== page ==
Opinion

Conservative success: How one state got people off food stamps and back to work

Maine residents have seen a sharp decline in food stamp recipients thanks to Republican Gov. Paul LePage’s work-for-benefits policy that is stopping opportunists from abusing the program – and inspiring self-reliance.

LePage introduced the new work requirements late last year and they’ve been liberating people from the Supplemental Nutrition Assistance Program ever since.

Maine gov article

The new policy requires able-bodied adults with no dependents to work part-time, enroll in a vocational program or volunteer for a minimum of 24 hours per month to receive SNAP benefits for a period longer than three months.

Much to the chagrin of many in the media who bothered to notice – the program has worked like a charm.

The Associated Press reported that LePage’s success even exceeded his own administration’s expectations, with the number of SNAP recipients dropping from about 12,000 adults in January, down to 2,680 by the end of March.

Even in a state as small as Maine that number is startling.

Naturally, the critics carp. They argue, for instance, that the program unfairly targets individuals in rural areas where jobs are scarce.

“Northern Washington County really has never come out of the recession, so there aren’t economic opportunities that there might be in other parts of the state,” said Barbara Chatterton, case manager at the Down East Aids Network in Machias, according to the Associated Press.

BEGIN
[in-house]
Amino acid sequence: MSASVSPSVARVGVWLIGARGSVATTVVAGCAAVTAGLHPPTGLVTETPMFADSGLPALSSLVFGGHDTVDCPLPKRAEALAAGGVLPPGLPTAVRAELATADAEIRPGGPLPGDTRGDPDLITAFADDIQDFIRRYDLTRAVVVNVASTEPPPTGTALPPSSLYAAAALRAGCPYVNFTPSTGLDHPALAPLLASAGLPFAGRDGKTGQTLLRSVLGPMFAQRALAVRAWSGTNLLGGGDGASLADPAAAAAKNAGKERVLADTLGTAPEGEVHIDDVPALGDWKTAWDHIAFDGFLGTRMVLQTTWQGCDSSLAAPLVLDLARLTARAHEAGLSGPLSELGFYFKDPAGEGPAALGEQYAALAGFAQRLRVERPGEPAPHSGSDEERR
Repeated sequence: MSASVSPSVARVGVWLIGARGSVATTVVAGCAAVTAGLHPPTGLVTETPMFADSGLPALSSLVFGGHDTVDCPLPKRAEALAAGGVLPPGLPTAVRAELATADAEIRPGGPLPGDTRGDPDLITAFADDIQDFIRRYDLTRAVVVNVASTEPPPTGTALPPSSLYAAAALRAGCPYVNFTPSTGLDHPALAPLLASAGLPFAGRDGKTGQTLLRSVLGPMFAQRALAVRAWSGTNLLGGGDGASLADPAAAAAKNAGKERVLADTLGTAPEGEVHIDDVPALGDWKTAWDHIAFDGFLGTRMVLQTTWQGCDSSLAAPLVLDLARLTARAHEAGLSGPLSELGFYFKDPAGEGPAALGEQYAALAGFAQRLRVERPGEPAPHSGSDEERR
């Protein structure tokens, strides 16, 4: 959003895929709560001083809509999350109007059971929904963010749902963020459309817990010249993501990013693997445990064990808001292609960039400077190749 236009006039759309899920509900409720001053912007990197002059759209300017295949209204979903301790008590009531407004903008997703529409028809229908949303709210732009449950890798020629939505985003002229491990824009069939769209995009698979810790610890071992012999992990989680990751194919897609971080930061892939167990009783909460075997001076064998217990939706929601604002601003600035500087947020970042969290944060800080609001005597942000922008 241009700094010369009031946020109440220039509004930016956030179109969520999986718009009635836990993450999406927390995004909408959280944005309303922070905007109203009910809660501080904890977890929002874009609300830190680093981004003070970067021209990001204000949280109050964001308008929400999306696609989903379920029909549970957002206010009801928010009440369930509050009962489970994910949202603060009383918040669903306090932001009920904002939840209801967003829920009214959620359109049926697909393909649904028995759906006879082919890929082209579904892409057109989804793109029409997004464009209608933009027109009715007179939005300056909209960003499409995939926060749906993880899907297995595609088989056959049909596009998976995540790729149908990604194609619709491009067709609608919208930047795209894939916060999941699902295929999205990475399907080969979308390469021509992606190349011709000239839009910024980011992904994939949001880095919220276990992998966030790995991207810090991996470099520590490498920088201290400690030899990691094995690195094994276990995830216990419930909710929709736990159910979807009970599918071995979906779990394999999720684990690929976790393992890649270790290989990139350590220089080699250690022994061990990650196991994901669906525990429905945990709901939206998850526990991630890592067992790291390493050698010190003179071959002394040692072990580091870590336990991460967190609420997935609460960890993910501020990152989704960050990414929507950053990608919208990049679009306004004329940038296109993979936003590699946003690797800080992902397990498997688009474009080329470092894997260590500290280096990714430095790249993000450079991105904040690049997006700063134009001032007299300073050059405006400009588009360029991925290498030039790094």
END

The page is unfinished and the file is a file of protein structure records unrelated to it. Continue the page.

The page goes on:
To help those who say it’s impossible to find jobs, Democrat Rep. Scott Hamann introduced a bill that would direct the governor to seek a federal waiver for certain counties – similar to a larger federal waiver LePage had previously rejected.

According to Pew Charitable Trusts, Maine and New Mexico were the only two states eligible for the federal waiver in 2014 who planned to implement work requirements.

The U.S. Republican House has been pushing for stricter eligibility guidelines for food stamps and a handful of states including Georgia, Kentucky, and California are reported to begin working with federal grants to implement work requirements.

LePage, however, cut out the feds altogether.

Proponents of LePage’s program say Hamann’s bill has little chance of passing, and point to the success of having people work for benefits.

“It you’re on these programs it means you are living in poverty and so the more that we can help incentivize people on that pathway to employment and self-sufficiency the better off they’re going to be,” said Mary Mayhew, commissioner of the Maine Department of Health and Human Services.

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